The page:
Most people who run do so with earbuds in, and even a smartwatch of sorts on to track their heart rate and how much they've run. While it might seem wise to have such items on you while running, some believe that ditching them will create a better running experience.
According to GQ, so-called "mindful running"- the practice of focusing on how you feel while running- helps with relaxing runners who usually focus on breaking personal bests and beat themselves up if they don't achieve such goals. Mindful running encourages runners to enjoy the act of running, as well as understanding how your body handles the sport.
Mindfulness has been attached to other activities such as yoga and meditation, but not as much with running. Still, this is a practice that will allow runners to enjoy what they're doing at that moment. It will also force them to focus less on being the best because mindfulness encourages thinking about yourself for a change.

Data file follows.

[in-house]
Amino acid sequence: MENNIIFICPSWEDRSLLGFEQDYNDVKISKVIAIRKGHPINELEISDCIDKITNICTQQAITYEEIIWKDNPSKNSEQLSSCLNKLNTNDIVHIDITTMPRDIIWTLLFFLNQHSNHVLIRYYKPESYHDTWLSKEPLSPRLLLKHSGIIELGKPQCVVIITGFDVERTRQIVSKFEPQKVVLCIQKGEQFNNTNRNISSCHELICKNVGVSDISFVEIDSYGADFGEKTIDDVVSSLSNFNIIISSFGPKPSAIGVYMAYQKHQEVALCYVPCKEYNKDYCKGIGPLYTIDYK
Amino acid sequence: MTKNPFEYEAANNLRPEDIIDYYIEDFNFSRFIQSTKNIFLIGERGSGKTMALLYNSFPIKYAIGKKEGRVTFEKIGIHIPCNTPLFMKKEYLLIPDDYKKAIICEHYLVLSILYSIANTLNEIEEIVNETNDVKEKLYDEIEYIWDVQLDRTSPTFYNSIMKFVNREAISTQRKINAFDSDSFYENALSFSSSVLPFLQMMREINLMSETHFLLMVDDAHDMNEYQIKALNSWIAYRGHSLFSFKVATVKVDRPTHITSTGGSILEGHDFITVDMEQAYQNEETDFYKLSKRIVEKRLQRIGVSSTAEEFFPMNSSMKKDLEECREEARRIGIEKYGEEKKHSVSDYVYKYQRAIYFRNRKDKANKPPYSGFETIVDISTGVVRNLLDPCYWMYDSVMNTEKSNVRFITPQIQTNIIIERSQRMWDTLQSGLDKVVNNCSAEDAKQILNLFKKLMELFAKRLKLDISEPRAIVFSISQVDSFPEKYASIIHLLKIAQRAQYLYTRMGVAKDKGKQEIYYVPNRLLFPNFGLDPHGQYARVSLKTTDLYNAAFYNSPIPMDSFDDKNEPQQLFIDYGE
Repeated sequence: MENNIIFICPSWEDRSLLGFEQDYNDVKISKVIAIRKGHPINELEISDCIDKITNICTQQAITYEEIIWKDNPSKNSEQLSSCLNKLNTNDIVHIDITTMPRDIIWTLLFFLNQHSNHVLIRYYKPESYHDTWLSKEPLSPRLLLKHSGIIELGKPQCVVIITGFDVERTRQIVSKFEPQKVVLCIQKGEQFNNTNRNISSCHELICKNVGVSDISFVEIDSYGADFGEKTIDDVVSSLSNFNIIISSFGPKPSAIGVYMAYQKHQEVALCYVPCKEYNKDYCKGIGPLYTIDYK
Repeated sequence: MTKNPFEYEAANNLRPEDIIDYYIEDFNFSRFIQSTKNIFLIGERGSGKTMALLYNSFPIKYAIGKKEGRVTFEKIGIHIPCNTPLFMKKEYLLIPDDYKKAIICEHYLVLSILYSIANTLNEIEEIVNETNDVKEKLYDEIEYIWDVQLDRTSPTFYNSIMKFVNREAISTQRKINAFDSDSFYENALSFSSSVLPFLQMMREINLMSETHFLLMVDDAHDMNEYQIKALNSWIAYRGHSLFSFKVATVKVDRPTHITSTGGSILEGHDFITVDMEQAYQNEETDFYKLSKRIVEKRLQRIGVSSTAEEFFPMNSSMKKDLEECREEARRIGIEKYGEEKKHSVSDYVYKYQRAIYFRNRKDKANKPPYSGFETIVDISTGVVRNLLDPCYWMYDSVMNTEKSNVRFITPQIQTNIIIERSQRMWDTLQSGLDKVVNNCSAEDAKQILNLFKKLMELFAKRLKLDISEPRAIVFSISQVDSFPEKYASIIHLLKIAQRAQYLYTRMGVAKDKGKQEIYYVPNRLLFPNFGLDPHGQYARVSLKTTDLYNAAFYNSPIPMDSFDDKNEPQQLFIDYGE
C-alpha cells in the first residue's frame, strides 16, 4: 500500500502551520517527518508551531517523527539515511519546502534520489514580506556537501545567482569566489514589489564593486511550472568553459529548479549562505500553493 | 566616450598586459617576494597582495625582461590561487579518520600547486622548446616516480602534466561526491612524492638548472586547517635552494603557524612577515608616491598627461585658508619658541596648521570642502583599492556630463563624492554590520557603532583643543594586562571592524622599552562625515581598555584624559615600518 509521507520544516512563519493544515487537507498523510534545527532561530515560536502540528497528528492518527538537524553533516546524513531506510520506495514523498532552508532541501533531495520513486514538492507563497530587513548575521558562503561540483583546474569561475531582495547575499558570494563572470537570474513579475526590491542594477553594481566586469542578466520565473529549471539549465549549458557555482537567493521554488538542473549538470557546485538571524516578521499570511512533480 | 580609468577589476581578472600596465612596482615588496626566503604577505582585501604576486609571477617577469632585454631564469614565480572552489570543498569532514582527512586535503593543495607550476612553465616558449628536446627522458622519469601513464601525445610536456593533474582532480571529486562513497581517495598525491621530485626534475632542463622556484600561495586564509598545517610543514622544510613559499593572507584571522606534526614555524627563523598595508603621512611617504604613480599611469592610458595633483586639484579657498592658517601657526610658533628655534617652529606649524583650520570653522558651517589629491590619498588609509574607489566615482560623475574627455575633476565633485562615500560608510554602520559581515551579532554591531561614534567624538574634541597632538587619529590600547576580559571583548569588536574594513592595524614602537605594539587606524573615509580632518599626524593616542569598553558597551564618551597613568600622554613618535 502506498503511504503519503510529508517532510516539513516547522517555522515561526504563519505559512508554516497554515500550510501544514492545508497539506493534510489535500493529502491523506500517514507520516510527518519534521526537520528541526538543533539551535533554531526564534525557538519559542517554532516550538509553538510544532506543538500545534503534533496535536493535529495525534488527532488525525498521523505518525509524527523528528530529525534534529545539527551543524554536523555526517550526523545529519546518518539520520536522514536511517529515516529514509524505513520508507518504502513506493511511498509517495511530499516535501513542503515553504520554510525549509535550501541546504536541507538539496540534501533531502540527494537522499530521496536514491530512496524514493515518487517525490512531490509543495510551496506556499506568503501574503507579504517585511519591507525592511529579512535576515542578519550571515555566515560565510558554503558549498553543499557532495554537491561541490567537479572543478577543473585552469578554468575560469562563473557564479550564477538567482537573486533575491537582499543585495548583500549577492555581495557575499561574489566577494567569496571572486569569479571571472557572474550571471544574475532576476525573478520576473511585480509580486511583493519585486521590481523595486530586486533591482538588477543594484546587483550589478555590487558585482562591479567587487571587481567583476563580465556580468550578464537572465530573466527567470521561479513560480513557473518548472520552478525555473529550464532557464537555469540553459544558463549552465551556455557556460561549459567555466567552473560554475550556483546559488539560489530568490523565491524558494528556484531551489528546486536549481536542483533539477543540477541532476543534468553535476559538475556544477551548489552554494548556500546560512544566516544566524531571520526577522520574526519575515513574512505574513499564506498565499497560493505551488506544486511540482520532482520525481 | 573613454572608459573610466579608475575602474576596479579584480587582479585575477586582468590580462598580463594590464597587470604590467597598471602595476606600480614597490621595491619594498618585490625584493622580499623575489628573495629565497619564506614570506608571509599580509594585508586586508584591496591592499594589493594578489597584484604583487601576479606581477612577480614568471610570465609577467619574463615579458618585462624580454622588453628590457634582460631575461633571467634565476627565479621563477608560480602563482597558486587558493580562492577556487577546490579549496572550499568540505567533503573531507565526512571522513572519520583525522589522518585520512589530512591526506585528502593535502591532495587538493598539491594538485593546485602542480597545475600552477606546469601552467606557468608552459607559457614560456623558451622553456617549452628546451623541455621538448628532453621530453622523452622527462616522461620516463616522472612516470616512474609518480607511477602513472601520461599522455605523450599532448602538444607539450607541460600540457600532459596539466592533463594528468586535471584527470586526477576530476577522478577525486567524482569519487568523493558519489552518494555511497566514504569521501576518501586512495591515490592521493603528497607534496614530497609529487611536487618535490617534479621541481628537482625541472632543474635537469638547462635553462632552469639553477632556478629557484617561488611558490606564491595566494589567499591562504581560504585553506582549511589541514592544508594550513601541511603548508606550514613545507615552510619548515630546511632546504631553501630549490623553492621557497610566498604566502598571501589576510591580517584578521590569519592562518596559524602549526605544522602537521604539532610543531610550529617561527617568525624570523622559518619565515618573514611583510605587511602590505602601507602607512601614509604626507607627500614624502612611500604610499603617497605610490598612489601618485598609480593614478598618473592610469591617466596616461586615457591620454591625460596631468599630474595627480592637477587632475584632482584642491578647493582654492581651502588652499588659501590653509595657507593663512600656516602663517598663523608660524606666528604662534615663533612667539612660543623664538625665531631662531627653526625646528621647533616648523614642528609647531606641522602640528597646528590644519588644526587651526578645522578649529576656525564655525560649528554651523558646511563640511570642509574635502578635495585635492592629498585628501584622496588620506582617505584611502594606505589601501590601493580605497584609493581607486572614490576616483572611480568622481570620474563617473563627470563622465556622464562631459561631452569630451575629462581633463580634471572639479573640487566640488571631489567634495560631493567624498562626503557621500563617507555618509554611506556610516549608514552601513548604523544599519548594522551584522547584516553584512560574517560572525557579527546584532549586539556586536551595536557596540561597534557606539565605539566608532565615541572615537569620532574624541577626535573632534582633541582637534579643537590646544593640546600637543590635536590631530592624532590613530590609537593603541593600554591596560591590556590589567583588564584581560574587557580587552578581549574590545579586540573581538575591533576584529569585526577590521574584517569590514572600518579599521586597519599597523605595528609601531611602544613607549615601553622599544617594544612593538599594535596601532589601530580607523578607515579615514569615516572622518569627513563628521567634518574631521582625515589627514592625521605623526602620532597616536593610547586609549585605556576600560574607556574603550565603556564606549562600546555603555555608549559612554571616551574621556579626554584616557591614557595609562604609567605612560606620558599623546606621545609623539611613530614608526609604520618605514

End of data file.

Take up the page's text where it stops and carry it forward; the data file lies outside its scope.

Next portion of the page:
There are several steps one can take to practice mindful running. Experts stress that taking baby steps will make the process less painful—this means start with getting rid of music, and then begin mindfulness once you get used to the former. Mindfulness includes using mantras that encourage the mind to focus on the task at hand. This will help you want to run because it'll seem like a less daunting task with mindfulness at the helm. Most importantly, however, is how a runner can learn so much from mindful running. This includes appreciating any small victories that come with doing it because you're focused to judge your performance yourself instead of, say, relying on your smartwatch.
The biggest step when practicing mindful running though is to just give it a shot. This can be done whether you work out at a gym or in the comfort of your own home. The easiest way to go about this would be by concealing the treadmill console with a towel, keeping your phone on silent, and trading ear buds or headphones in for a pair of earplugs.
So the next time you're about to go for a run, it might be wise to give mindful running an honest try. It might be vastly different from what you're used to, but it just might be the eye-opening experience you need to change how you run from here on out.